Congressman, United States
When one thinks of Congressman Justin Amash, one is inclined to think of his commitment to individual liberty, limited government and transparency between him and his constituents.
What one would likely fail to think of, however, is his Palestinian heritage.
A 34-year-old Republican representative for Michigan’s 3rd congressional district and Chairman of the House Liberty Caucus, Amash is the first American of Palestinian ancestry to serve in the United States Congress. Born to a Syrian-Greek Orthodox mother and a Palestinian-Christian father, Amash was raised in Kentwood, Michigan along with two brothers. Amash’s father, Attallah, emigrated to the United States at the age of 17 from Bethlehem, Palestine in 1956. Prior to this, Attallah and his family had been living in refugee camps after being expelled from their family home following the establishment of the state of Israel in 1948, or what Palestinians call the Nakba. Despite his humble beginnings, Attallah went on to start his own business, founding Amash Imports Inc. in 1960.
Before pursuing a career in the political arena, Amash attained a bachelors degree in economics at the University of Michigan and continued his higher education by earning his Juris Doctorate at the University of Michigan Law School in 2005. After working as a corporate attorney and taking part in the family business for a few years, Amash decided to run for the Michigan House of Representatives in 2008.
Though Amash has been notably reserved about his Palestinian roots, he hasn’t shied away from the subject on social media. In a Facebook post following his decision to vote in favor of HR 4133 United States-Israel Enhanced Security Cooperation Act of 2012, Amash cited his background in discussing his approach to the legislation, writing:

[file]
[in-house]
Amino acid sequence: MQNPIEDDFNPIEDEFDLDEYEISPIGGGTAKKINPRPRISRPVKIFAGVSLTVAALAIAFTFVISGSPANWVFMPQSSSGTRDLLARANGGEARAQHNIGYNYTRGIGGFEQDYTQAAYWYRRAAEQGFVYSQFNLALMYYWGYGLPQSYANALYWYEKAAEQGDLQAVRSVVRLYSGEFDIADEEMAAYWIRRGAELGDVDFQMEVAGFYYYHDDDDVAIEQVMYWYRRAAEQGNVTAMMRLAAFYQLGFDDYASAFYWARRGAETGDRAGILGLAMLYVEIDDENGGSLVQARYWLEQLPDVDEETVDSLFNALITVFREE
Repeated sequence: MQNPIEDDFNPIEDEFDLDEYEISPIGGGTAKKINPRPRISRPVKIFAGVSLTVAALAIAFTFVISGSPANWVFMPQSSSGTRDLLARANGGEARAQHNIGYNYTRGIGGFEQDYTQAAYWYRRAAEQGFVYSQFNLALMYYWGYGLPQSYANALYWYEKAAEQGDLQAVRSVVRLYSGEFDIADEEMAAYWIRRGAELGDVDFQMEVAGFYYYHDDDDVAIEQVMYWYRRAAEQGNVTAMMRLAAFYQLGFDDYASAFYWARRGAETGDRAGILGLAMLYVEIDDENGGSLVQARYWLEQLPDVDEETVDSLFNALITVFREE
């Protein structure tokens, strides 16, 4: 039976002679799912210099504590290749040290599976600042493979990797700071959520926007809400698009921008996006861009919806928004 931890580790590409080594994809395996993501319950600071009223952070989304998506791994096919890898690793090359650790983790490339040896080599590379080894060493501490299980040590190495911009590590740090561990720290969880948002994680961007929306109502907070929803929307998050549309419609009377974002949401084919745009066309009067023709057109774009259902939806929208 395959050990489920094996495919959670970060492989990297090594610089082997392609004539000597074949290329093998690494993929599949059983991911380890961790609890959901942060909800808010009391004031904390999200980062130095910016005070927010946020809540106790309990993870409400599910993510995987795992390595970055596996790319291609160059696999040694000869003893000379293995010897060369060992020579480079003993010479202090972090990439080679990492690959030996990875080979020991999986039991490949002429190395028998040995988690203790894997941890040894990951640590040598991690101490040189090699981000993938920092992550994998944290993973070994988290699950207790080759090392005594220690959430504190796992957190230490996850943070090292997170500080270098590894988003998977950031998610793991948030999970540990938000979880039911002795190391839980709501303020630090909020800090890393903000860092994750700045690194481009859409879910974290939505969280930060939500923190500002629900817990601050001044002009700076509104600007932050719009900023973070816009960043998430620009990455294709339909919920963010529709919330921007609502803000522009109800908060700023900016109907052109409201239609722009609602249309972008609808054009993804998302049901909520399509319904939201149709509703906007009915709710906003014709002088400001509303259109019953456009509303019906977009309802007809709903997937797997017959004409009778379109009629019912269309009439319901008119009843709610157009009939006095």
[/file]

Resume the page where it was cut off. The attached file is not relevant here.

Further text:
“My father is Palestinian and my mother is Syrian. Israel is far from perfect. Some of its policies and actions violate deeply held American principles of liberty and justice. But Israel is our closest friend in a very troubled region. Our national defense benefits from Israel’s ability to defend itself and to serve as a check against neighboring authoritarian regimes and extremists. Assisting with training and the development of Israel’s military capacity allows the U.S. to take a less interventionist role in the region. I am hopeful that American troops soon can leave the region and Israel and its neighbors can live in peace without U.S. aid or involvement.”
When it comes to his own views on the Israeli-Palestinian conflict, however, his stance mirrors that of most of his peers on Capitol Hill —support for an independent state of Israel alongside an independent state of Palestine upon mutually accepted borders.
“All parties benefit from an end to the Arab-Israeli conflict,”Amash wrote on his website. “I share former President George W. Bush’s vision of two independent states, Israel and Palestine—two peoples, living side by side in peace and security. Israel’s borders must be secure, recognized, and defensible, and it must be free to respond to hostilities that threaten its people. A future state of Palestine must be viable, contiguous, sovereign, and independent. The use of incitement, violence, unnecessary force, or terror to achieve political goals must be abandoned.”
Aside from being the first Palestinian on Capitol Hill, what distinguishes the young Congressman from Michigan is his reputation for engaging with his constituents online. With a Twitter following of more than 50,000 and a Facebook following of more than 90,000, Amash has been known to update his followers about his latest voting decisions through social media. In 2010, at the age of 30, Amash was the youngest candidate named one of Time Magazine’s “40 under 40 — Rising Stars of U.S. Politics.” He is currently running for re-election in the November 2014 midterm elections.